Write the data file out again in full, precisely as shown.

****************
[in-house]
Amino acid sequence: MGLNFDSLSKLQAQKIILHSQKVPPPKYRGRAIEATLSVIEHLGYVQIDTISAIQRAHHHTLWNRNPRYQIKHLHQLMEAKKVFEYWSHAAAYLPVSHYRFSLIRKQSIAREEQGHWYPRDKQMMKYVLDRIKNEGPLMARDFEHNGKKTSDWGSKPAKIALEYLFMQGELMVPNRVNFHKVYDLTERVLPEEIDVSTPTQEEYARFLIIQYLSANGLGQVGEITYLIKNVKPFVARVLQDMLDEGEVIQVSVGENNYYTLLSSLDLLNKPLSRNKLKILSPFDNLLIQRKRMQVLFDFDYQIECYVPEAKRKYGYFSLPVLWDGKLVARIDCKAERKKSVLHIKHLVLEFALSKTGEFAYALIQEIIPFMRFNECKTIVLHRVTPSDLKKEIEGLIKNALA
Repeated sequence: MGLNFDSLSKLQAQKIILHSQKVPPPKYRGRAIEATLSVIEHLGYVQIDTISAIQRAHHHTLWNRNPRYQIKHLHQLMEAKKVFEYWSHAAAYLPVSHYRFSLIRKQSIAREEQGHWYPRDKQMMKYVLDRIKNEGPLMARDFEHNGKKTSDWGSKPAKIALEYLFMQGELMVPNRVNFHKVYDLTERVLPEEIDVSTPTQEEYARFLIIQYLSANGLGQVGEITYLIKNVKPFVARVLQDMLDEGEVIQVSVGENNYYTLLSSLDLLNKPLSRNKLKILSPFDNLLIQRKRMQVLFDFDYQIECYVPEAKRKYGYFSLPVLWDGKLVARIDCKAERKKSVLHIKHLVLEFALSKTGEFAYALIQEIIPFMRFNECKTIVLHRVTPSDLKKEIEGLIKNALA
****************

[in-house]
Amino acid sequence: MGLNFDSLSKLQAQKIILHSQKVPPPKYRGRAIEATLSVIEHLGYVQIDTISAIQRAHHHTLWNRNPRYQIKHLHQLMEAKKVFEYWSHAAAYLPVSHYRFSLIRKQSIAREEQGHWYPRDKQMMKYVLDRIKNEGPLMARDFEHNGKKTSDWGSKPAKIALEYLFMQGELMVPNRVNFHKVYDLTERVLPEEIDVSTPTQEEYARFLIIQYLSANGLGQVGEITYLIKNVKPFVARVLQDMLDEGEVIQVSVGENNYYTLLSSLDLLNKPLSRNKLKILSPFDNLLIQRKRMQVLFDFDYQIECYVPEAKRKYGYFSLPVLWDGKLVARIDCKAERKKSVLHIKHLVLEFALSKTGEFAYALIQEIIPFMRFNECKTIVLHRVTPSDLKKEIEGLIKNALA
Repeated sequence: MGLNFDSLSKLQAQKIILHSQKVPPPKYRGRAIEATLSVIEHLGYVQIDTISAIQRAHHHTLWNRNPRYQIKHLHQLMEAKKVFEYWSHAAAYLPVSHYRFSLIRKQSIAREEQGHWYPRDKQMMKYVLDRIKNEGPLMARDFEHNGKKTSDWGSKPAKIALEYLFMQGELMVPNRVNFHKVYDLTERVLPEEIDVSTPTQEEYARFLIIQYLSANGLGQVGEITYLIKNVKPFVARVLQDMLDEGEVIQVSVGENNYYTLLSSLDLLNKPLSRNKLKILSPFDNLLIQRKRMQVLFDFDYQIECYVPEAKRKYGYFSLPVLWDGKLVARIDCKAERKKSVLHIKHLVLEFALSKTGEFAYALIQEIIPFMRFNECKTIVLHRVTPSDLKKEIEGLIKNALA